I’ve got a few questions for you guys!
1) Have you actually hired an attorney for your contract or just kinda winged it hoping for the best?
2) Does your contract include the right to outsource? The right to use templates? The right to use other third-party apps if need be to ensure on-time completion of site?
3) Does your contract include a hard deadline of completion or some wiggle room? I find that my part is done on time and I end up waiting on the customer for text.
4) Do you include penalties or charges for having the main point of contact changed on you, thus having to start from scratch explaining things to yet another person? (this has happened so many times lately it’s getting annoying)
5) Do you include a general statement regarding something to the effect that their website is not future-proof and if IE 10 comes out tomorrow you’re not responsible for fixing it for free?
Looking for any tips on shoring up my crappy contract! Thanks for any input.
I highly recommend watching this talk: http://vimeo.com/22053820 It’s entertaining and informative.
1. I’ve done both. If it’s a big project, I recommend using an attorney.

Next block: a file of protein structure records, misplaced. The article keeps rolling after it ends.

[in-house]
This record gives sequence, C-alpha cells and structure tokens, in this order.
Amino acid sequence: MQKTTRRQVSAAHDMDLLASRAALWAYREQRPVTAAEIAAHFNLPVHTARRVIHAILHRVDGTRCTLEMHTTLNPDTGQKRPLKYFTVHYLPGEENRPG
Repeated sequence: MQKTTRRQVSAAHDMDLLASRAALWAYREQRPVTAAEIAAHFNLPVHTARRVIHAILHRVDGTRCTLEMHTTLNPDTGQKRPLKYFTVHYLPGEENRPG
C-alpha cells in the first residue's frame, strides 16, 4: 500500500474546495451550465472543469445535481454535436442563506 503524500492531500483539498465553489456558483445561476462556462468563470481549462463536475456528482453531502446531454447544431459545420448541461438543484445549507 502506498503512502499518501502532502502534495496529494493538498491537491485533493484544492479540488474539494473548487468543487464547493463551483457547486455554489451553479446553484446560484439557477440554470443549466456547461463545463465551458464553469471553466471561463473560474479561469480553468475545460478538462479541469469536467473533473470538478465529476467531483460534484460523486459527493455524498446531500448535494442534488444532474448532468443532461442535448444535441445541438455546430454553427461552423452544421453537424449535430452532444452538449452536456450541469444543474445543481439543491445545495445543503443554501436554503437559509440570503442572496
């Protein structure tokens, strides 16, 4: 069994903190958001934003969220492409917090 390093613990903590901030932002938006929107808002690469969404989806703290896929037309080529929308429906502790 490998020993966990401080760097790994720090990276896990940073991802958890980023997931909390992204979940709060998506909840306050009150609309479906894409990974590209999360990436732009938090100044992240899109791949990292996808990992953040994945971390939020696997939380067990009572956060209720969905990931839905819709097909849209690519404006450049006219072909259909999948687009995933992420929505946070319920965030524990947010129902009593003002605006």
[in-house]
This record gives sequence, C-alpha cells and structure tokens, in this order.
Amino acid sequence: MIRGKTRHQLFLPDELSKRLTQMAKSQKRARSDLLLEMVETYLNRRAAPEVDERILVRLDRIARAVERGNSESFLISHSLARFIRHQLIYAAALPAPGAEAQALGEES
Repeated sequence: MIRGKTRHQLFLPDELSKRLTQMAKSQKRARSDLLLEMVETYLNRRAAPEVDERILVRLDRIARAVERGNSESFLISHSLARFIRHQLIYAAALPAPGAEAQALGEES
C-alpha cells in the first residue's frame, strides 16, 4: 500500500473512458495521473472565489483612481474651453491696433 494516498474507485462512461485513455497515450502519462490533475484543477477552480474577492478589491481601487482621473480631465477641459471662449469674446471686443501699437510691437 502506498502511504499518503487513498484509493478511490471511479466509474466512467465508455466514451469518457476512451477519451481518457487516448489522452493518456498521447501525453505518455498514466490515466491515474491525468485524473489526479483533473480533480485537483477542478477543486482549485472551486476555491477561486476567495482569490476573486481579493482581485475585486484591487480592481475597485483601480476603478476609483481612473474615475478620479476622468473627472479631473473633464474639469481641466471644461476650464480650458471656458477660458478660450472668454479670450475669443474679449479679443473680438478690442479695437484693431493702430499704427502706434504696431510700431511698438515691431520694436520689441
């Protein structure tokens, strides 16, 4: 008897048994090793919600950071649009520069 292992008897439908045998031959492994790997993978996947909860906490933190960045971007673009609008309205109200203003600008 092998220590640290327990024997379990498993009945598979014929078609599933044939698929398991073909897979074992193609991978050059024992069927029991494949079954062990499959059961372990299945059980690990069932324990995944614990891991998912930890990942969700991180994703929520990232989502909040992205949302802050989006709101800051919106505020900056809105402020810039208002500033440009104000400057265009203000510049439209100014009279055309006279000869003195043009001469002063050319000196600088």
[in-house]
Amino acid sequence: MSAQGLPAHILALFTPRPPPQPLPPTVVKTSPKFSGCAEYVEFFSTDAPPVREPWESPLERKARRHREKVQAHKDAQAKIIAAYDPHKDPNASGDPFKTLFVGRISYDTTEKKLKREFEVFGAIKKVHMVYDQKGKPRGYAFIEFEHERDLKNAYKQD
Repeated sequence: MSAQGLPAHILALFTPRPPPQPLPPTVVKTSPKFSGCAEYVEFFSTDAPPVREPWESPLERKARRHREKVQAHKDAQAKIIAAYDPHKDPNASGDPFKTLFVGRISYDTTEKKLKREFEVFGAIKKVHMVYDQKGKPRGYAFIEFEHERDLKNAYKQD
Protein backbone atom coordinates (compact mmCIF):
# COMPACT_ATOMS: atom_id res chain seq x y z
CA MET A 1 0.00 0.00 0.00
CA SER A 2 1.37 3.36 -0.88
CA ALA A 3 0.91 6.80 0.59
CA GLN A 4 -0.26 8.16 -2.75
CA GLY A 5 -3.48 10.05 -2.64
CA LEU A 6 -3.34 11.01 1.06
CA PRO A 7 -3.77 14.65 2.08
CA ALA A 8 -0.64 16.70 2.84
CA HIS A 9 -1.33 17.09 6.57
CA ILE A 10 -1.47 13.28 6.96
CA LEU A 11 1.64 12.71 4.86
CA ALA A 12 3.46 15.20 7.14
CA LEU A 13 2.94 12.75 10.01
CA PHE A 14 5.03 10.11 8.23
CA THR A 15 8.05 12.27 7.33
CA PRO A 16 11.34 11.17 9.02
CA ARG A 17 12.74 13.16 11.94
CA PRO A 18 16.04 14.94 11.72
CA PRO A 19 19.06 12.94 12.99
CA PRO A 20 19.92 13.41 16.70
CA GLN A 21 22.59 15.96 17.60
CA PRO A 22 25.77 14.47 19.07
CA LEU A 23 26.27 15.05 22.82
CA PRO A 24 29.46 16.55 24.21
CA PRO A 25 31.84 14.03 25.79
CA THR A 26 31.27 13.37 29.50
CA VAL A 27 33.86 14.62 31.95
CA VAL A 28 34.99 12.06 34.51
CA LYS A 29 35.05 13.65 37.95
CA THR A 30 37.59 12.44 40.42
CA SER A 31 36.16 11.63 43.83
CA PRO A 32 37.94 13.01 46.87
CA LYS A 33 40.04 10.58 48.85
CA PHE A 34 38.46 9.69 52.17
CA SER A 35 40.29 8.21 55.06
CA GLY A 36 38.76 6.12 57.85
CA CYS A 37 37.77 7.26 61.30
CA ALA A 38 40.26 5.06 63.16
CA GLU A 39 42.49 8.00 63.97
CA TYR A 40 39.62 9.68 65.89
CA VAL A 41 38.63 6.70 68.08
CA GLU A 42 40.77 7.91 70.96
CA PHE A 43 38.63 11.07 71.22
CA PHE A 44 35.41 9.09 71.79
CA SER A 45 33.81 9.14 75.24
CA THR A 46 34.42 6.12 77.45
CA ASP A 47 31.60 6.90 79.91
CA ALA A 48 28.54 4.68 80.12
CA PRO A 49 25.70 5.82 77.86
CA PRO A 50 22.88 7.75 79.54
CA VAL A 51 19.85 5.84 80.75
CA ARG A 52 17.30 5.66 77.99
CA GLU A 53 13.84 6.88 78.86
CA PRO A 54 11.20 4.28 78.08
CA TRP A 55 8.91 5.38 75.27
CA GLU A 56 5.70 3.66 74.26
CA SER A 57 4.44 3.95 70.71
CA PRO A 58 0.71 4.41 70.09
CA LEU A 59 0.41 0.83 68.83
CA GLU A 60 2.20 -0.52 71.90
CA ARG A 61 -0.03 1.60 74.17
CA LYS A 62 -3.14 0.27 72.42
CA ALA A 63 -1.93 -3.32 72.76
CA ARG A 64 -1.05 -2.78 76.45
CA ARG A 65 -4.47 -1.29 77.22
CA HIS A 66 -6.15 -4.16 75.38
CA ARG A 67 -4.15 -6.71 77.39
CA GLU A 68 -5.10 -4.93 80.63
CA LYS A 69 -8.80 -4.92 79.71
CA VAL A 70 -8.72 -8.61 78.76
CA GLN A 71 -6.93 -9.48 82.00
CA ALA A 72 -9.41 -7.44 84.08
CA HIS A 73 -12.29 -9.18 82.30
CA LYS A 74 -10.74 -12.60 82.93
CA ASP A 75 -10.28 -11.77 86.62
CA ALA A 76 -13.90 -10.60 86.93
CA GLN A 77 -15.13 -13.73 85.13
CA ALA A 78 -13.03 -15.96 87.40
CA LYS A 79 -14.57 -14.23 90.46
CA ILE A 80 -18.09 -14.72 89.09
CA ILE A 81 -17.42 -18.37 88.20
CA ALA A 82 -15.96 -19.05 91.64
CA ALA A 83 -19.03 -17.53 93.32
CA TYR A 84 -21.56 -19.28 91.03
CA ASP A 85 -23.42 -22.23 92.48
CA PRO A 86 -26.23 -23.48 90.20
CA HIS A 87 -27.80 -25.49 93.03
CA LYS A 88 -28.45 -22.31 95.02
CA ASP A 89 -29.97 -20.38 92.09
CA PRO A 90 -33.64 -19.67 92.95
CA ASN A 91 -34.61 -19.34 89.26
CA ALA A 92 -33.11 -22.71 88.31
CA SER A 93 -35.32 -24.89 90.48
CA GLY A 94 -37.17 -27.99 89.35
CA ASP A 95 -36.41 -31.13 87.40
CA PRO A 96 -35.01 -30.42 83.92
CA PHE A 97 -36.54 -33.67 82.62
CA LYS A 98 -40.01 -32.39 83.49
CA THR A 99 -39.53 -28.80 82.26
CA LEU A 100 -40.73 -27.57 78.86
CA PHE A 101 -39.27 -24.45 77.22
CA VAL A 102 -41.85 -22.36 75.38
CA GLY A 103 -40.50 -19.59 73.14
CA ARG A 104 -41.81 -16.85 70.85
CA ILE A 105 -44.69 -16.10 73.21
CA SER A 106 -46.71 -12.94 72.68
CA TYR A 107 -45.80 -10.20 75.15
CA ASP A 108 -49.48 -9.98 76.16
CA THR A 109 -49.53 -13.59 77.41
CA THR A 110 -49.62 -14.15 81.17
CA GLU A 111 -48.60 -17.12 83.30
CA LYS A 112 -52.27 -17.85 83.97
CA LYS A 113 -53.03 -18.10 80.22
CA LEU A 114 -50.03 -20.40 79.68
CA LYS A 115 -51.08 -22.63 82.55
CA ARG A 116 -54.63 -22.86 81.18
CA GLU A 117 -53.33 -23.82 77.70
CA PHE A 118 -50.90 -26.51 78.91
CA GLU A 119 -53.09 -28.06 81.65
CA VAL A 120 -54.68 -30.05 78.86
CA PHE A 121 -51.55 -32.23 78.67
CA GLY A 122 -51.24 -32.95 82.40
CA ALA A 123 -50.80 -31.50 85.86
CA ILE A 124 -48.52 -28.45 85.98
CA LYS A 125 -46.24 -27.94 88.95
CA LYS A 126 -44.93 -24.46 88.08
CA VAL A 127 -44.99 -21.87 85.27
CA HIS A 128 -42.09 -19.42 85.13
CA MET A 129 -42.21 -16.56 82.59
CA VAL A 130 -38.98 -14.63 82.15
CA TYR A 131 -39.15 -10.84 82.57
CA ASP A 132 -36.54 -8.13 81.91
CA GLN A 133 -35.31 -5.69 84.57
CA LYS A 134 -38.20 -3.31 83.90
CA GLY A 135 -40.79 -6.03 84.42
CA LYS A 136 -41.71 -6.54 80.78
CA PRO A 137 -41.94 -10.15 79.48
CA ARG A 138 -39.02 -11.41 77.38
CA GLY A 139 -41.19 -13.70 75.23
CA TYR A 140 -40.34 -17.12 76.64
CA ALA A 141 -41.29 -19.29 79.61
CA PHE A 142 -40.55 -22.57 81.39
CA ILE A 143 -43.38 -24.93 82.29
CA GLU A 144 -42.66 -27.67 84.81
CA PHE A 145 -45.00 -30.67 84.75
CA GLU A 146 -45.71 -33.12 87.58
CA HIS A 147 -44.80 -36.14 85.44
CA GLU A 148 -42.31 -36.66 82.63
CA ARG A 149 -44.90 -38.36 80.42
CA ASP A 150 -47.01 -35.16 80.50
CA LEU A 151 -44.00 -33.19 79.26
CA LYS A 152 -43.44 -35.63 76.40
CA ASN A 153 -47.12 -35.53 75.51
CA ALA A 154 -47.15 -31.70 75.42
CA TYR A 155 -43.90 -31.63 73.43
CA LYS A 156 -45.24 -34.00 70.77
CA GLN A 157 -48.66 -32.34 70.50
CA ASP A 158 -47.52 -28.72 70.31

2. Not specifically, but it does include a budget for reimbursable “expenses”. Good idea to include that though – it can’t hurt.
3. I have the same problem a lot. In the future I plan to require all text/content up front before the project development commences.
4. Yes. Scope changes require a project change request and updated fee. Or there is a stipulation that requests outside the scope will be completed at an hourly rate. Also, include a kill fee (see the video for more advice).
5. I haven’t, but this is a good idea. I usually just say that all future maintenance will be performed at an hourly rate. Then I can use my discretion in the future as to whether to charge for that upgrade or not, depending on the situation.
God Bless you sir Watching the video now! Lovin’ the Goodfellas references lmao.